St Petersburg, The Russian Museum, A Changing World of Sculpture from the British Council Collection, 18th October - 21st November 1994 (another cast), with tour to Moscow, Prague, Casablanca and Essen; 
Vienna, Kunsthistoriches Museum, Henry Moore: Eine Tretropektive Zum 100 Geburstag, 1998 (another cast), (details untraced);
Manheim, Kunsthalle, Menschenbilder Figur In Zeiten Der Abstraktion, 1998 (another cast), (details untraced);
Leeds, Leeds City Art Gallery, Sculpture in the Home Re-Staging a Post War Initiative, 2nd October 2008 – 4th January 2009, illustrated (another cast).


Herbert Read (intro.), Henry Moore: Sculpture and Drawings, Lund Humphries, New York, 1949, cat. no.106b, illustrated (another cast);
Will Grohmann, The Art of Henry Moore, Thames and Hudson, London, 1960, cat. no.123, illustrated (another cast, dated 1946);
John Hedgecoe (ed.), Henry Spencer Moore, Simon and Schuster, New York, 1968, cat. no.9, illustrated p.177 (another cast);
Ionel Jianou, Henry Moore, Tudor Publishing, New York, 1968, illustrated pl.14 (another cast, dated 1946);
Robert Melville, Henry Moore: Sculpture and Drawings, 1921-1969, H. N. Abrams, London, 1970, p.353, cat. no.356, illustrated (another cast);
David Mitchinson (ed.), Henry Moore Sculpture, with Comments by the Artist, MacMillan, London, 1981, p.310, cat. no.175, illustrated p.94 (another cast);
David Sylvester (ed.), Henry Moore: Complete Sculpture 1921-48, Vol. I, Lund Humphries, London, 5th edi. 1988, cat. no.259, illustrated p.151 (another cast);
Connaissance des Arts, 'Moore,' June 1992, p.10, illustrated (another cast);
David Mitchinson (ed.), Celebrating Moore, Lund Humphries, Los Angeles, 1998, cat. no.155, illustrated p.221 (another cast, dated 1948-49).

Catalogue Note

Conceived in 1945 and cast by 1947, Henry Moore’s Family Group represents the zenith of sustained and involved investigation by the artist into the motif of parenthood. Academically and historically significant and representing a seminal moment in his artistic development, the sculpture is nonetheless pertinently personal and beguilingly intimate. Allied with its exquisite finish and exceptional provenance, the present work is a testament to Moore’s unparalleled achievements in sculpture: ‘Sculpture for me must have life in it, vitality ... It must have a feeling for organic form, a certain pathos and warmth’ (Henry Moore, interview with E. Roditi, Dialogues on Art, Ross Erikson, Santa Barbara, 1980, p.195).

The mother and child was one of the two central motifs, along with the reclining woman, that obsessed Moore for the duration of his lifetime. This image of the primal maternal bond was redolent with religious connotations, of the Madonna and Child, but its appeal was also secular and universal. Moore looks to ancient art, to Mexican and Sumerian art, as well as to classical antiquity, for inspiration in his earliest stone carvings in the 1920s, such as Mother and Child, 1922, and Mother and Child, 1924, (Collection City Art Gallery, Manchester). The seventh of eight children of a coalminer and a coalminer’s daughter, Moore was born in the industrial town of Castleford in Yorkshire. Whilst his father was strict, industrious and ambitious, his mother was ‘feminine, womanly, motherly…She was to me the absolute stability, the whole thing in life that one knew was there for one’s protection…’ (Henry Moore quoted in Norbert Lynton, ‘The Humanity of Moore’, in Henry Moore: The Human Dimension, HMF Enterprises Limited in association with The British Council, London, 1991, p.21).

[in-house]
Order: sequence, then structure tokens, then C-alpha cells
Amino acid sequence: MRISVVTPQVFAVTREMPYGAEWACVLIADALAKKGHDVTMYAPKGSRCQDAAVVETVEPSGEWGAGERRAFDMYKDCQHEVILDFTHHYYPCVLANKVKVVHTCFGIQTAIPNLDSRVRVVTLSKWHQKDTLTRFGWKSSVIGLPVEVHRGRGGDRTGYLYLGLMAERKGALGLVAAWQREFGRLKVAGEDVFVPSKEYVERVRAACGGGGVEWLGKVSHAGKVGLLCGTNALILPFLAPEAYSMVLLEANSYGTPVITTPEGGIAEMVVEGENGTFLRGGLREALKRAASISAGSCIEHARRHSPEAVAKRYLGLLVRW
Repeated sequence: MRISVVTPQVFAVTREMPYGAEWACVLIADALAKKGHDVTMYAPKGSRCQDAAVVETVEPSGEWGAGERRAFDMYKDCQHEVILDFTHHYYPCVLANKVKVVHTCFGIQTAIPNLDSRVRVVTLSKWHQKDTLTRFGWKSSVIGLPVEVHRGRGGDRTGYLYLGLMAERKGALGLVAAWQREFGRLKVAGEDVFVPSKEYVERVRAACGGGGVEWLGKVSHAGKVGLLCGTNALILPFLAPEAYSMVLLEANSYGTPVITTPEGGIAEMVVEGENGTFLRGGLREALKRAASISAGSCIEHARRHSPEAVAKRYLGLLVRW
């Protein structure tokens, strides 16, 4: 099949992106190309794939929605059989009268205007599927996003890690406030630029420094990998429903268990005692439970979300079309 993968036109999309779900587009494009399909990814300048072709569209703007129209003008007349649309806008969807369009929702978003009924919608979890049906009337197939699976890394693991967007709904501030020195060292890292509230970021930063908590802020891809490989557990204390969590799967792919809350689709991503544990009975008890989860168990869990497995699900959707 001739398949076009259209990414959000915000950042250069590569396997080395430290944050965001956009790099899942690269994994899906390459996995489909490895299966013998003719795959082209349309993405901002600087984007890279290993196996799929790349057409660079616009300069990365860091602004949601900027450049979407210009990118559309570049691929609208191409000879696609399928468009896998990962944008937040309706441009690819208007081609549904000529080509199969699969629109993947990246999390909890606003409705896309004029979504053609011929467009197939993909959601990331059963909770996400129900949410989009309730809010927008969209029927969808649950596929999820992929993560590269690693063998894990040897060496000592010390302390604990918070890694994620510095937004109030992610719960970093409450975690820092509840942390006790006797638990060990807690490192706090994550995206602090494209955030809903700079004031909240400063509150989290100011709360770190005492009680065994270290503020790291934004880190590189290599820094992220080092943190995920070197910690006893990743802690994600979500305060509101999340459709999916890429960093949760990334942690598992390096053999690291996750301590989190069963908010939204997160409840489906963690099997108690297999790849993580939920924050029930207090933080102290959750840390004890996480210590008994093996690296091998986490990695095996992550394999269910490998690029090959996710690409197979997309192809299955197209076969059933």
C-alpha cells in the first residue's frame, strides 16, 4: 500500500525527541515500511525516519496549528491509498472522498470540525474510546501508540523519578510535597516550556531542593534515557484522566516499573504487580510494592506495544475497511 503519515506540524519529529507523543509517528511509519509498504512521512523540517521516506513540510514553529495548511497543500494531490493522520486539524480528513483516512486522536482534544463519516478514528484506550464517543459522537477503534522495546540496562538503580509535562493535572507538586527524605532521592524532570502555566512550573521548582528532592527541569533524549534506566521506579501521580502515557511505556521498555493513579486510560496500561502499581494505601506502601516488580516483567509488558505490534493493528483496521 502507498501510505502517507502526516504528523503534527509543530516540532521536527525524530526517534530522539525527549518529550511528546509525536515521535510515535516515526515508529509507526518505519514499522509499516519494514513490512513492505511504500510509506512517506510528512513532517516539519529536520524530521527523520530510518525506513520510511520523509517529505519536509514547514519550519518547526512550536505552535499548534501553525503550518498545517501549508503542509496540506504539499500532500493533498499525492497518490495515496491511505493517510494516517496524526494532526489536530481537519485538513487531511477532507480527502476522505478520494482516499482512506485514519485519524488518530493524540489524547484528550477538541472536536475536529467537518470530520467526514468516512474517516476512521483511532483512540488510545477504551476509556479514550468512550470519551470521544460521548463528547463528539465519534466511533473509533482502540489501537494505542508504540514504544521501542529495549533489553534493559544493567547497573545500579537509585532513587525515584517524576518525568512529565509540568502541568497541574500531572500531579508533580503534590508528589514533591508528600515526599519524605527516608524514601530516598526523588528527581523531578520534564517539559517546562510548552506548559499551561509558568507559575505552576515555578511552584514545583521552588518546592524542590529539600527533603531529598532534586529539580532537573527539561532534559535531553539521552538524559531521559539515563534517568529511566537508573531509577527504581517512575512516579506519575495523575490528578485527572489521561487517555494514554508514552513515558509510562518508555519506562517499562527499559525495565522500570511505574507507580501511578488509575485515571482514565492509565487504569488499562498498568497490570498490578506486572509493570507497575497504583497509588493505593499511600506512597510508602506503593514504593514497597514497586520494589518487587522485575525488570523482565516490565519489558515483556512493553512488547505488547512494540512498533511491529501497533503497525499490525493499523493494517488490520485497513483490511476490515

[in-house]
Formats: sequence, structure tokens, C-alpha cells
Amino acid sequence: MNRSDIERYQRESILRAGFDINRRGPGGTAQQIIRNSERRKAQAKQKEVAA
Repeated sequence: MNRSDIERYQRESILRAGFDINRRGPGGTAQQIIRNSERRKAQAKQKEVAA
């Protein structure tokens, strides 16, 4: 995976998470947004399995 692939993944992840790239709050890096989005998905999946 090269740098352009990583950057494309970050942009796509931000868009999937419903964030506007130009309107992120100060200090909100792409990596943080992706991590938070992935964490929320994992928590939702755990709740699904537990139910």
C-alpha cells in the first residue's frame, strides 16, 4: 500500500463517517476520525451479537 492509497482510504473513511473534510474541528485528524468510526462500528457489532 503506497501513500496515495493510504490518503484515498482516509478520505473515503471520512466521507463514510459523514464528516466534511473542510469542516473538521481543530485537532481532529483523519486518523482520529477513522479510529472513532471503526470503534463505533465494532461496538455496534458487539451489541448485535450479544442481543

With its roots in Moore’s earliest childhood experiences, Moore explored the mother and child motif in more and less direct guises throughout the 1920s and 1930s: from babies suckled and cradled by their mothers to more abstract interpretations of two separate but related forms or hollows with distinct elements held within the interior space. During World War II, Moore was commissioned to carve a Madonna and Child in Hornton stone for St Matthew’s Church in Northampton but, even more pertinently to the increased complexity of the family group motif, as an Official War Artist, Moore produced numerous drawings of civilians huddled in underground stations, sheltering from the bombing raids over London. These figures, clinging together for comfort and warmth, and draped in blankets, were of fundamental significance to Moore’s creative development of the family group scene and demonstrated the political bearing of his universal motifs: ‘…the scenes of the shelter world, static figures asleep – reclining figures – remained vivid in my mind. I felt somehow drawn to it all. Here was something I couldn’t help doing’ (Henry Moore quoted in James Johnson Sweeney, ‘Henry Moore’, Partisan Review, New York, March – April 1947, p.184).